P1- How did you get so many reviewers from abroad?

Me- Through Facebook

P1- And how much do you pay them?

Me- Absolutely nothing, sir

P1- Then how come they work for you free?

Me- Most of the reviewers I approached are very senior and extremely successful in their career. They definitely do not need any extra revenue by reviewing scientific articles. When I approached them, they were extremely impressed that a 2nd year UG student is trying to start a scientific journal and they supported me. I received a fair share of mockery and criticism too but mostly the dental fraternity was supportive. Also, Indian Dental Academicians need to maintain a certain number of points according to the guidelines set by the DCI (Dental Council of India) and they get some points for reviewing journals. And hence, they are in my team.

P1 (Smiling)- Makes sense. How many articles have you received after you started charging publication fee from the authors?

Me- Sir, It has been exactly 1 year and we have a revenue of _____

P2 (all of a sudden as if he got back from dead)- Have you brought the hard copies of the journal?

Me- Yes sir. It is in my bag in the other room

P2- Why didn’t you bring whose with you here?

Me- Sir, I didn’t want to look like as if I am trying too hard.

P2- So you are not trying eh?

Me- Sir, don’t get me wrong, ISB is the only college I have applied to and even if I don’t get through, I will only apply to ISB and nowhere else the next year too. There is a thin line between trying and looking like an absolute desperate and hence I decided not to cross that line.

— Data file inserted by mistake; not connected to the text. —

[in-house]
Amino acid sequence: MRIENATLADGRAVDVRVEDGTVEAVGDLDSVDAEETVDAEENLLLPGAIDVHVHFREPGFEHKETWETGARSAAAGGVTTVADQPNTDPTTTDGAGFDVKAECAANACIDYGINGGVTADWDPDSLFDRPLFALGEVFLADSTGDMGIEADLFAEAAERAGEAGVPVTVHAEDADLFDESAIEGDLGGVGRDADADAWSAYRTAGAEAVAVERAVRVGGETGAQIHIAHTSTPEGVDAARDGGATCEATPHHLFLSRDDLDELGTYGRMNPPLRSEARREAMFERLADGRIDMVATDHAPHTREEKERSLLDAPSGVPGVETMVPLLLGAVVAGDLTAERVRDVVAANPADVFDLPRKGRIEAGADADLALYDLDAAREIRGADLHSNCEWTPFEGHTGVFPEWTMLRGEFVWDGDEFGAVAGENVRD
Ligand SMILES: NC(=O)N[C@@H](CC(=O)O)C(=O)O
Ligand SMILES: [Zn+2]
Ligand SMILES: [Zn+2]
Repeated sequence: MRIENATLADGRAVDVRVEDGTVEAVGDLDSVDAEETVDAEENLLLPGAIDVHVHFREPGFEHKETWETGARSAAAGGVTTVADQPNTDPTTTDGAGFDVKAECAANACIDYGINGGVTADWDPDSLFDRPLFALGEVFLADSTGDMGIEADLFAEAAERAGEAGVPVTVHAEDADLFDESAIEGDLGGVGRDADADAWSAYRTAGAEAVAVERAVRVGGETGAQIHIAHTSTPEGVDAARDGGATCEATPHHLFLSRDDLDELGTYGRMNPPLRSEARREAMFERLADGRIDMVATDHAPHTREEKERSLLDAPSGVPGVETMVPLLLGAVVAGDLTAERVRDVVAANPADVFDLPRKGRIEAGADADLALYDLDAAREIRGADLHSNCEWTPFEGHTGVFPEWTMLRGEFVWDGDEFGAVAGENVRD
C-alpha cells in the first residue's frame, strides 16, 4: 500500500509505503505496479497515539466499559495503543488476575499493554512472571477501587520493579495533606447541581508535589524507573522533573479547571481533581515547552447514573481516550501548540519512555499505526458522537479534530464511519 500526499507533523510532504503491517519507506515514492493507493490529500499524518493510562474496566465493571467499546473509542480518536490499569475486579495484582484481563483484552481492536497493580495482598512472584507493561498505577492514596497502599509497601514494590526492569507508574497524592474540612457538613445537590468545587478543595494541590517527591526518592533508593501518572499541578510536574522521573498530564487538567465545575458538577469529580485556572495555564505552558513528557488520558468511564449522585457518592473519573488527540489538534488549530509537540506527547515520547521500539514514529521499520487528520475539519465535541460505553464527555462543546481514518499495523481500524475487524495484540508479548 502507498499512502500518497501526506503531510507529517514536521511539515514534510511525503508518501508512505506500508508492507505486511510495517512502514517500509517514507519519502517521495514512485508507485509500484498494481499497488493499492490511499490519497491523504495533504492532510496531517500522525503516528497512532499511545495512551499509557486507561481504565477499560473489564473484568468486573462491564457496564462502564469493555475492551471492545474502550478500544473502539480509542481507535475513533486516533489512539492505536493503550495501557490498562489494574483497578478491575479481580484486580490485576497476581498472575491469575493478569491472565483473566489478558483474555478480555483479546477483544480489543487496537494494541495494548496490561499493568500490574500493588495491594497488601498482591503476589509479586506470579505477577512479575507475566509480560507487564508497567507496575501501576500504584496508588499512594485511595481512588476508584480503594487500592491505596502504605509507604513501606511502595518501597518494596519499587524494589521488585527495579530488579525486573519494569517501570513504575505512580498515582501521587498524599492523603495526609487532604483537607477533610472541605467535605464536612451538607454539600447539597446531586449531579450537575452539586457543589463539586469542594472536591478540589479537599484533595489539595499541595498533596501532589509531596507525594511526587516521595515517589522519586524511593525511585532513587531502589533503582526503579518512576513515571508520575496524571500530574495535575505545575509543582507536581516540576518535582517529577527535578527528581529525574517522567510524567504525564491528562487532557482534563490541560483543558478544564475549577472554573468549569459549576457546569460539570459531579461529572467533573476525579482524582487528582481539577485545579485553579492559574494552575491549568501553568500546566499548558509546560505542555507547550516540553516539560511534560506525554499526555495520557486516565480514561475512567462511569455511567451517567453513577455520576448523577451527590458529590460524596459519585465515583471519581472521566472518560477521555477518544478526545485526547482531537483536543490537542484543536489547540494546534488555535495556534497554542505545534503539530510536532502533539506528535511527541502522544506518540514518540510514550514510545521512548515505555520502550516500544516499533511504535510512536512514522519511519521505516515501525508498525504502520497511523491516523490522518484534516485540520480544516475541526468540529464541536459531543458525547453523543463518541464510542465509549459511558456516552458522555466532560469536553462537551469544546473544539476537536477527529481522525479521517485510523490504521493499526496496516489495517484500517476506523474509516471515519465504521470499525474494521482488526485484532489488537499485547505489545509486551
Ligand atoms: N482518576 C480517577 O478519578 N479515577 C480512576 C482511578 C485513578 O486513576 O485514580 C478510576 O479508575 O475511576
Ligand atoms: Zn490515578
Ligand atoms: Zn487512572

P2 (laughed loudly)- Fair enough. Once the interview is over, show us the hard copies.

Me- Sure sir.

P1- So Dr. Anshul, what do you want to do post MBA?

Me- Sir, being an EEO applicant I think it is too early to decide that (both nodded on this). I have just started my career and I think I have a knack for marketing and entrepreneurship. I am versatile and can manage completely unrelated stuff equally well. I might take up a healthcare management job but I am keeping all my options open.

P1- Hmm..but you do know right that those jobs are generally for doctors with 5-6 years of work experience?

Me- No sir. I have no idea about that.

P1- Please go home and do your research. Also, you can get those jobs without an MBA. Why you want to invest so much of money?

Me (completely clueless where the interview was going)- Sure sir. I will do that tonight itself.

P1- You can leave

P2- Please bring the hard copies of your journal.

I ran towards the other room (it was 45 minutes already), sipped some cold water and returned and handed one copy each to both.

P2 (Flipping the pages)- Oh, so you have advertisement space too? How many advertisements have you got so far?

Me- None. And they are there only because the publisher wanted to, I really don’t want advertisements to be present on a scientific journal. Publication fee is the only major source of revenue and some royalty which we get through subscriptions.

P1- Where is the list of your team?

I showed him that page.

P1- How come you gathered so many people from so many countries?

Me- I have a facebook page on Dentistry with 30k+ Likes that I used to use for social medial marketing during my college days. I used the same page to build my team. Also, I did a webinar in a world virtual conference of dental students which helped me to get some team members initially. Rest all was word of mouth and facebook spamming.

P1- What else you want to do under your startup apart from the journal?

I mumbled something random (Don’t even remember what I said)

P1- Hmm..but how will you manage that? You will be having a full time demanding job post MBA which will take your 15 hours/day.

Me- Sir if I can manage it with medical school, I can manage it with job also. And I have worked for more than 15 hours/day effectively at various points during my UG, Internship and current job.

P1- I am not denying that, but I don’t think it will be possible.

Me (decided not to argue)- Then I will delegate the work sir. I am well networked in Indian Dental fraternity to do that.